Think about all moments of truth you have in your company. Make a list and once you have it, take those which you can influence. Then look at them from money angle. Start with those that cost you nothing (how do you answer phone; how do you greet customer – do you? etc) and then continue to more expensive ones.

Until you are winning in all important moments of truth you can’t stop working on improving your business.

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What Books Should I Start With

I am known as passionate reader of business and self-development books.
Over last 10 years I have read or listened to more than 500 books.
Not counting thousands of articles, blog posts, you tube videos and lectures.
Often I receive question about books to start with.

Start with motivational / inspiration books.
Something that will make you want to do things, change and work on yourself.
Then I would move on to books about vision/mission/goals.
Stage 3 would be books on being effective.

After that it is mix of more motivation plus best books from your chosen field, be it leadership, sales, marketing etc.

This follows simple logic.
First you need to be, than you can do and only then you can have.
Part of building “to be” are books on vision/mission.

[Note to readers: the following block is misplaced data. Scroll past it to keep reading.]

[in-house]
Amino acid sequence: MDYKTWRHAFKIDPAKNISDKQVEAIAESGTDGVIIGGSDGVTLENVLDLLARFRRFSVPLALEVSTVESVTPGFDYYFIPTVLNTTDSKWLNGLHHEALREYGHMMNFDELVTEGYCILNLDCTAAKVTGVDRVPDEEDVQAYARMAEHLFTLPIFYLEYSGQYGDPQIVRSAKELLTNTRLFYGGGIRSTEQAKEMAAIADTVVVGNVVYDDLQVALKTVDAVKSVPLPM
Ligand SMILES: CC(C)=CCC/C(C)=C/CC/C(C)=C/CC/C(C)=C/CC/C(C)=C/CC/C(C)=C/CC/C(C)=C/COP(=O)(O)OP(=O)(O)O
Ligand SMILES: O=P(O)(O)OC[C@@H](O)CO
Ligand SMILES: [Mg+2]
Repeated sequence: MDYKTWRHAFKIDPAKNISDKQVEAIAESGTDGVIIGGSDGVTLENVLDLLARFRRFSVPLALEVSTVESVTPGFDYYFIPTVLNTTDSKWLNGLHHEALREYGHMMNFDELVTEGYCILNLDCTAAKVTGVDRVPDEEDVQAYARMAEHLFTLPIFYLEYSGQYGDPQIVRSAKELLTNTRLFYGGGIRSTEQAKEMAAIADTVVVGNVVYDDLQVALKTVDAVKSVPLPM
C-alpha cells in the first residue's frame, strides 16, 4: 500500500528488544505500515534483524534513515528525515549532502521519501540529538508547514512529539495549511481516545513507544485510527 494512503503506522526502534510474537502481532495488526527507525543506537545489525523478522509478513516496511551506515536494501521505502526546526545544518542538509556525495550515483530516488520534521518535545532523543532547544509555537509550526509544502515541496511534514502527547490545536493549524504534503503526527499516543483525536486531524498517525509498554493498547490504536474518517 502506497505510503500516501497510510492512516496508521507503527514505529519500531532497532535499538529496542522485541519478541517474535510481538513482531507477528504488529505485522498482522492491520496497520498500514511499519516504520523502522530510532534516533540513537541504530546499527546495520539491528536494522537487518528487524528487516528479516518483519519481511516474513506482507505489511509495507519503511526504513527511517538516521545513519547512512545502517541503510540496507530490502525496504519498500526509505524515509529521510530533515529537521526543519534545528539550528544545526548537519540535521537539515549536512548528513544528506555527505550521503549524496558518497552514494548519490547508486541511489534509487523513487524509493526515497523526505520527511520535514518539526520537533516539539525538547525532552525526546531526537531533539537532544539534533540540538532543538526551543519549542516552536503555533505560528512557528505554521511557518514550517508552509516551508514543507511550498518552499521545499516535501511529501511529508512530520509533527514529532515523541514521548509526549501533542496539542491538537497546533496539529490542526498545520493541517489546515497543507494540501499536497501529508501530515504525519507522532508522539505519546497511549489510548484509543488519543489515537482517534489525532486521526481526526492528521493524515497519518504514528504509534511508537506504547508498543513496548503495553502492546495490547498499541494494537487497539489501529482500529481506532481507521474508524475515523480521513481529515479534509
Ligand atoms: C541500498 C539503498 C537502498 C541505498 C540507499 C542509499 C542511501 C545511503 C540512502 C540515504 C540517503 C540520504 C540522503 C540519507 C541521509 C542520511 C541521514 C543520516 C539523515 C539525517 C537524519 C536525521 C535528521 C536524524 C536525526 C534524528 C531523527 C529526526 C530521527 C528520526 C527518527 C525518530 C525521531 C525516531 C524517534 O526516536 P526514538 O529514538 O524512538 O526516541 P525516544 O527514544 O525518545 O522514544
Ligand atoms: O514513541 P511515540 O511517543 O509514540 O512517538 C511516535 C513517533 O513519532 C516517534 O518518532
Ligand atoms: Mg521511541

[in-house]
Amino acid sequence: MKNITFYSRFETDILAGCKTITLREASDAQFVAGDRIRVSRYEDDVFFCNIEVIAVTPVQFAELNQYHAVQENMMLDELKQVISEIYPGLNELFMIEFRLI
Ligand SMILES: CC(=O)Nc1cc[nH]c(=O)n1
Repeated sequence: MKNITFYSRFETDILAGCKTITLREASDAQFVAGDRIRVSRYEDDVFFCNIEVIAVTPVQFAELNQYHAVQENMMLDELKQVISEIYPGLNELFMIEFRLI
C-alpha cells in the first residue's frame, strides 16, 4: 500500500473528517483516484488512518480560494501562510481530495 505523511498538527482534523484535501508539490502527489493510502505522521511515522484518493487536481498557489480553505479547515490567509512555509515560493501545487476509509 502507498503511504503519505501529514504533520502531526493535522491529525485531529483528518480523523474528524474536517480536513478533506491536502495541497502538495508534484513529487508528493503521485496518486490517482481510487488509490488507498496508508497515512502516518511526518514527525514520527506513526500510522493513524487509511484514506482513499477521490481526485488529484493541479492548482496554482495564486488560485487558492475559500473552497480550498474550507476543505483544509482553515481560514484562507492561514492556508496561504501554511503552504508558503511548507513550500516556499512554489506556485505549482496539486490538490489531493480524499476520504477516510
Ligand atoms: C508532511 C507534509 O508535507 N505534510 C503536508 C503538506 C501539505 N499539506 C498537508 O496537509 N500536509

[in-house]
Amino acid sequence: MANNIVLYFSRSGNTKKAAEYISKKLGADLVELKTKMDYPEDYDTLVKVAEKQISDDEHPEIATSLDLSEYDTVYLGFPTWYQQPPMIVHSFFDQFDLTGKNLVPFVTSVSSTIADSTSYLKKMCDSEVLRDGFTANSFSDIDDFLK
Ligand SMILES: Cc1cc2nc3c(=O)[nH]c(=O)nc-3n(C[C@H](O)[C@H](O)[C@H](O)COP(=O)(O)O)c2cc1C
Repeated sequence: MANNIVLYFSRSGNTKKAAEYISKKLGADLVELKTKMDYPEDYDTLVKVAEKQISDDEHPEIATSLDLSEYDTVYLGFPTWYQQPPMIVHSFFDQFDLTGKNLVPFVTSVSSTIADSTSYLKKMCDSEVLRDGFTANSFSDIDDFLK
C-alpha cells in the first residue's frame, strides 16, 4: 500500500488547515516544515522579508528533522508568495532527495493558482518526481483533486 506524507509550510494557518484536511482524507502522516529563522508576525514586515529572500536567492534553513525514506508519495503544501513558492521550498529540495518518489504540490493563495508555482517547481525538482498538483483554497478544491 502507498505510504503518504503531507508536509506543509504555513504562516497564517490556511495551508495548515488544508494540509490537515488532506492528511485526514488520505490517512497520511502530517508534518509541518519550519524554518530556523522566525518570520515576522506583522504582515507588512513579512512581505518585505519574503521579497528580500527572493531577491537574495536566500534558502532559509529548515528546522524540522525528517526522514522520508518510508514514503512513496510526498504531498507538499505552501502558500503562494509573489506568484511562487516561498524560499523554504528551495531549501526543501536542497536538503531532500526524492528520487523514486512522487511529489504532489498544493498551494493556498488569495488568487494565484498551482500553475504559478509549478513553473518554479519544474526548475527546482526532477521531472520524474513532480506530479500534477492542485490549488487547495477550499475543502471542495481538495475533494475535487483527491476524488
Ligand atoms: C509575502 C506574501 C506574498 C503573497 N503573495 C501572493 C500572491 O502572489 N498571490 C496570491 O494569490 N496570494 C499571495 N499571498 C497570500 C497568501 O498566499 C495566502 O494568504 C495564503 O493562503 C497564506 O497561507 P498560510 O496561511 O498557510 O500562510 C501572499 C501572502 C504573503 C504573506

That is the foundation of true success.

Motivational / inspiration books you should read / listen to all the time.
As Zig Ziglar says: “motivation is like shower, it doesn’t last, that’s why we recommend it daily”.

Here is my list of recommended books to start with:
Zig Ziglar: Over the Top (I prefer audio book)
Jim Rohn: Best Life Ever (you tube it)
Napoleon Hill: Think and Grow Rich

Stephen Covey: 7 Habbits of Highly Effective People
Brian Tracy: Eat That Frog
Brian Tracy: Goals

Enjoy reading!

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Better Now Than Perfect

Writing a new post, replying to email or preparing for difficult conversation can be quite tough.
It takes time, sometimes it slips to procrastination. Why is that?
In my case I am trying to make it as good as I can.